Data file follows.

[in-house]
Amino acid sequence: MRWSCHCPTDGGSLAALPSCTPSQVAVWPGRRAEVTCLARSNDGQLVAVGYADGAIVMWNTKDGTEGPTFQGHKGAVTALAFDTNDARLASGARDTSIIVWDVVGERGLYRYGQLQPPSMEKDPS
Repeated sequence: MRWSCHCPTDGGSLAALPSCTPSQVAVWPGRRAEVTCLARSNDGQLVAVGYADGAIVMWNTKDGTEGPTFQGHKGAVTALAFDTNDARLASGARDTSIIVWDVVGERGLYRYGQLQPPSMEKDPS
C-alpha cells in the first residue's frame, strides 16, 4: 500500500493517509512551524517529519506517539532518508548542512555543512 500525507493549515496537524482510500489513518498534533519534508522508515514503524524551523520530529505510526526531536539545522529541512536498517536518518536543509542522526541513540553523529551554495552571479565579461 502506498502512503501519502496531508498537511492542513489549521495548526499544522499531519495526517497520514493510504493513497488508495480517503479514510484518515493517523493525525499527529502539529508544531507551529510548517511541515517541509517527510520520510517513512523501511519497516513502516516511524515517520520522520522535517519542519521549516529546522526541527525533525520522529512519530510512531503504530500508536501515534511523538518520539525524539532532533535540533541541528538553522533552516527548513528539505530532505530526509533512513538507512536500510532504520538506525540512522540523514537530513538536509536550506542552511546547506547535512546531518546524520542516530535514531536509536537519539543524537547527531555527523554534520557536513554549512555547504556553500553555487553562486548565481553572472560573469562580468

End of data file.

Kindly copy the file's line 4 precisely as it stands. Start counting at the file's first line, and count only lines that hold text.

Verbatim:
C-alpha cells in the first residue's frame, strides 16, 4: 500500500493517509512551524517529519506517539532518508548542512555543512 500525507493549515496537524482510500489513518498534533519534508522508515514503524524551523520530529505510526526531536539545522529541512536498517536518518536543509542522526541513540553523529551554495552571479565579461 502506498502512503501519502496531508498537511492542513489549521495548526499544522499531519495526517497520514493510504493513497488508495480517503479514510484518515493517523493525525499527529502539529508544531507551529510548517511541515517541509517527510520520510517513512523501511519497516513502516516511524515517520520522520522535517519542519521549516529546522526541527525533525520522529512519530510512531503504530500508536501515534511523538518520539525524539532532533535540533541541528538553522533552516527548513528539505530532505530526509533512513538507512536500510532504520538506525540512522540523514537530513538536509536550506542552511546547506547535512546531518546524520542516530535514531536509536537519539543524537547527531555527523554534520557536513554549512555547504556553500553555487553562486548565481553572472560573469562580468